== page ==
Gayle crafted such believable characters. He formed them so that you could picture them and almost hear them speak, thus thrusting the reader into the heart of the story. You can’t help but love Hubert. He is a true gentleman, but not without flaws. You recognize him and cry out for the injustices that befall him, and cheer for his victories. I seriously miss that the story is over. I miss him.
I also love that the story–even though it isn’t recent–made me think of the plight of so many others that are treated badly because their skin is a different color.
I also loved the sense of community that Hubert was able to establish. It was inspiring to watch a community of people who needed someone come together and create friendships and family and were no longer alone. I wish we would all be more aware of those around us that might need someone. Pardon me while I go cry some more.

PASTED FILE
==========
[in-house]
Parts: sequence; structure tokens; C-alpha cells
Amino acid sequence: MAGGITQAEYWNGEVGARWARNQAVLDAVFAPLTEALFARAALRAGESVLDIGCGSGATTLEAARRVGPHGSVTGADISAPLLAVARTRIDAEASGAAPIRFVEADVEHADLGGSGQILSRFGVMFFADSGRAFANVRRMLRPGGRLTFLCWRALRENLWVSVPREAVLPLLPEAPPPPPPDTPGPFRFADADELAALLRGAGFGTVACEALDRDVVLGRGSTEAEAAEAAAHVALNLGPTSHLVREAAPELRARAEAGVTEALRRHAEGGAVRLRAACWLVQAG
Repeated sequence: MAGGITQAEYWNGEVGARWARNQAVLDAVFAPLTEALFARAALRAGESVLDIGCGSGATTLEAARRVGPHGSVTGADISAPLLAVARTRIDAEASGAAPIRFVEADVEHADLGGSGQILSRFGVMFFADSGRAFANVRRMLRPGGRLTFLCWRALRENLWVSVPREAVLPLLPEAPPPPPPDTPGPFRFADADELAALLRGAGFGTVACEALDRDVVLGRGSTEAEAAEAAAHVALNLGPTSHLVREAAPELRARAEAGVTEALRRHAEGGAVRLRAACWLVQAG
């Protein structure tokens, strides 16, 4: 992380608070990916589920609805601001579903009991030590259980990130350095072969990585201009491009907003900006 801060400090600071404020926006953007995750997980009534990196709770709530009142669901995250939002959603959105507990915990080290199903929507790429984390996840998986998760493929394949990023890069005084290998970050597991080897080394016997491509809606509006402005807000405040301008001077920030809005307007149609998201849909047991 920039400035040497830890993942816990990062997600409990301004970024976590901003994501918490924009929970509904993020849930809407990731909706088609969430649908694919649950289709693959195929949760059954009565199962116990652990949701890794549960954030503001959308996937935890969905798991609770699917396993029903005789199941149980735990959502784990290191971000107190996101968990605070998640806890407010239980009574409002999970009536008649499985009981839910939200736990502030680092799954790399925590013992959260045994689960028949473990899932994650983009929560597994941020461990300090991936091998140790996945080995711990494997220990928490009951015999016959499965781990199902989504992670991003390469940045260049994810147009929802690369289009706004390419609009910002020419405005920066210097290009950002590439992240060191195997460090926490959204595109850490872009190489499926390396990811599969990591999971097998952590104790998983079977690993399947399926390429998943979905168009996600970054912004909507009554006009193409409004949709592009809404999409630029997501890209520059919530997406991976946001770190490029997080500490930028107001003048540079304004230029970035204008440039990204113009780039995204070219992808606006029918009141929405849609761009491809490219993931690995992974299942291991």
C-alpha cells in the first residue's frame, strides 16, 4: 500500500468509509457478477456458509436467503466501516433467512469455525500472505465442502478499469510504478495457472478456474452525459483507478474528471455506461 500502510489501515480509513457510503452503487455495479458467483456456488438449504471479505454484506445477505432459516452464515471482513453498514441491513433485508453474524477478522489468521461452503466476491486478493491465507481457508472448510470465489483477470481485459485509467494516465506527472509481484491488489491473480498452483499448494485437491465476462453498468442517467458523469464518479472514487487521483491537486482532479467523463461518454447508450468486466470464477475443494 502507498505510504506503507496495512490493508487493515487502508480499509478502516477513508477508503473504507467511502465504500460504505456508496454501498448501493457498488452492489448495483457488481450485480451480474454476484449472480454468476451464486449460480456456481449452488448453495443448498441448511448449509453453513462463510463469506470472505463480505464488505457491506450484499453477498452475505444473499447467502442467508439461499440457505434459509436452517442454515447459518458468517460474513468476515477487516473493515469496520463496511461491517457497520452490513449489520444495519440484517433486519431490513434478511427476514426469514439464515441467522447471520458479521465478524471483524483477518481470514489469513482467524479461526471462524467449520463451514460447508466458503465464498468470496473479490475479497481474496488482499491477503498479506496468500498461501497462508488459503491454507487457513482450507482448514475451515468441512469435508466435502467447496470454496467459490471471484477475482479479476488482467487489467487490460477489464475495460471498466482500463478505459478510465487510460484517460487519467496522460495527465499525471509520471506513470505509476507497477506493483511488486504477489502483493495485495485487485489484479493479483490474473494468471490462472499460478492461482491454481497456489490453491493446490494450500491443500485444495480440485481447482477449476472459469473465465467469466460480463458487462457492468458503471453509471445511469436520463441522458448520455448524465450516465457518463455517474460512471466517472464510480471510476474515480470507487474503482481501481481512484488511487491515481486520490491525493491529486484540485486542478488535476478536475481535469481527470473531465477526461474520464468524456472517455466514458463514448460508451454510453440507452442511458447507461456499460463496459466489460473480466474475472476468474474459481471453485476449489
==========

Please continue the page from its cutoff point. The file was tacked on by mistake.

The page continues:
Who should read this book? Fans of family stories. If you are interested in multicultural or diverse characters. Read if you like thoughtful books with a touch of humor.
“After all, it was always easier to meet new people if there were two of you. It gave you confidence and made you feel at ease.”
“And that’s the funny thing about life. Extraordinary things can happen to ordinary people like you and me, but only if we open ourselves up enough to let them.”
Book #2 In The President’s Secret Service by Ronald Kessler
From the Cover: Never before has a journalist penetrated the wall of secrecy that surrounds the U.S. Secret Service, that elite corps of agents who pledge to take a bullet to protect the president and his family. After conducting exclusive interviews with more than one hundred current and former Secret Service agents, bestselling author and award-winning reporter Ronald Kessler reveals their secrets for the first time.
What I liked about this book: